x = cos(2t) and y = sin(2t)
For this parametric eqn. I would like to find the second derivative, but I don't seem to be doing it
right.
This is what I tried so far.
dx/dt = -2sin(2t)
dy/dt = 2cos(2t)
thus dy/dx = -cot(2t).
for the second derivative,
d/dx(dy/dx) = -csc(2t)cot(2t)
so
d^2/dx^2 [y] = sec^2(x)

- yuki

- chestercat

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- yuki

woops, the last sentence should have been csc^2(x)

- anonymous

You should understand that\[\frac{d^2y}{dx^2}=\frac{d}{dx}\frac{dy}{dx}=\frac{\frac{d}{dt}(\frac{dy}{dx})}{\frac{dx}{dt}}\]

- anonymous

\[\frac{dy}{dx}=-\frac{\cos 2t}{\sin 2t}=-\cot 2t\]

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## More answers

- yuki

right, so I found dx/dt and dy/dt

- yuki

yep

- anonymous

\[\frac{d}{dt}(-\cot 2t)=2\csc ^2 x\]

- anonymous

^^ that's your numerator.

- anonymous

\[\frac{dx}{dt}=-2\sin 2t\]

- anonymous

2x in csc^2

- yuki

woops, my derivative of cot was completely wrong.
let me try it again

- anonymous

Man I hate this editor.

- anonymous

Guys who programme this site - stop mucking around with frigging medals and shields and spend your time building something user-friendly!

- anonymous

\[\frac{d^2y}{dx^2}=\frac{2 \csc^2 2t}{-2 \sin 2t}=-\csc^3 2t\]

- anonymous

yuki, are you typing a thesis?

- yuki

right? I thought that was the answer too.
Okay maybe my problem was not set up right.
The actual problem is.
The motion of a particle with x =cos(2t) and y=sin(2t).
What is the magnitude of the acceleration at any time t ?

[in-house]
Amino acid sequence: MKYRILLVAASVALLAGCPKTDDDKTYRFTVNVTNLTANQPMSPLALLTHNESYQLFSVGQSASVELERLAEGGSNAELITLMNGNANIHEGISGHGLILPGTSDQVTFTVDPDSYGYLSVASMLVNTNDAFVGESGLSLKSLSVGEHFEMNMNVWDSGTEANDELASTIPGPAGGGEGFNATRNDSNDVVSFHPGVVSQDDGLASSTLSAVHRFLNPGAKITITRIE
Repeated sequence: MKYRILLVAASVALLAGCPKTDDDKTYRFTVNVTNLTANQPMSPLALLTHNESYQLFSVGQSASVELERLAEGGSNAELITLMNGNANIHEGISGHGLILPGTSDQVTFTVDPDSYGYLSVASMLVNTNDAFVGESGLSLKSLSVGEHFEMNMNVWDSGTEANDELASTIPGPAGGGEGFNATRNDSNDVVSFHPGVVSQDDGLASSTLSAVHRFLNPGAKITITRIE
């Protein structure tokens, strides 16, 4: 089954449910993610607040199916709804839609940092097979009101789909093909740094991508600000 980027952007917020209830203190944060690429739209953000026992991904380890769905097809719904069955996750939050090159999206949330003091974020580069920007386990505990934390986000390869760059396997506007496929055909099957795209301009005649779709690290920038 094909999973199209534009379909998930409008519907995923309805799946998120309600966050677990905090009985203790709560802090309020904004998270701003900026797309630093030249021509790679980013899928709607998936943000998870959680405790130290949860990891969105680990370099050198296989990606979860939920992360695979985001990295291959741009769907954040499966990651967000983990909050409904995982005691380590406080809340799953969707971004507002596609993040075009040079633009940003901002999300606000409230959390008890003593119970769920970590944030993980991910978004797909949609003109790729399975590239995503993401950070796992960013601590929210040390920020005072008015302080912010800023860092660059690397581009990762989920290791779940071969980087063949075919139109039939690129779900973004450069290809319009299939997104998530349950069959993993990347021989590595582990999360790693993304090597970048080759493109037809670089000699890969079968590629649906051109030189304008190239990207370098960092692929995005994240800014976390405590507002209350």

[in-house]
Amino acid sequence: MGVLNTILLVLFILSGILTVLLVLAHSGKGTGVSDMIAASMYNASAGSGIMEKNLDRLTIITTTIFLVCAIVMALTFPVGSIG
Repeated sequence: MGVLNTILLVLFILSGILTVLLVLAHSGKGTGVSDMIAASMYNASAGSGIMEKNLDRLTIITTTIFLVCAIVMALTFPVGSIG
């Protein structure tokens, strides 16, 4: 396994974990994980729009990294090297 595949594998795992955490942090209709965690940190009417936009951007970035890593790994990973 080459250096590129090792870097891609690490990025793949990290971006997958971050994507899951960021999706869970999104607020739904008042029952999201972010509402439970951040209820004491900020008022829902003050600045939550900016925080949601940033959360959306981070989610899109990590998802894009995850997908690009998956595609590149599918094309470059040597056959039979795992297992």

I thought the acceleration had to do with f".

- anonymous

The acceleration vector is the double time derivative of each coordinate. The acceleration is the magnitude of that vector.

- anonymous

\[a=(\frac{d^2x}{dt^2},\frac{d^2y}{dt^2})\]

- anonymous

\[|a|=\sqrt{x''(t)^2+y''(t)^2}\]

- anonymous

\[a=(-4\cos 2t, -4\sin 2t)=-4r\]where r is your position vector.

- anonymous

The acceleration points in a direction opposite to your position vector.

- yuki

Do we learn this in Calculus? It sounds more like multivariable.
Anyways, I did get the answer and it was huge help.
Thanks ! :)

- anonymous

\[|a|=4\]

- anonymous

This is calculus.

- anonymous

This is calculus of parametric equations. You need to parametrize a path since in the x-y plane, a path can form loops and cut into itself, which isn't a function. If you parametrize each of the coordinates, you set it up so that each coordinate is a function of some parameter, with that parameter allowing you to plot your x-y points, but at the same time, the x and y are *functions* of t, so you may perform calculus.

- anonymous

Hope it helped, yuki :)

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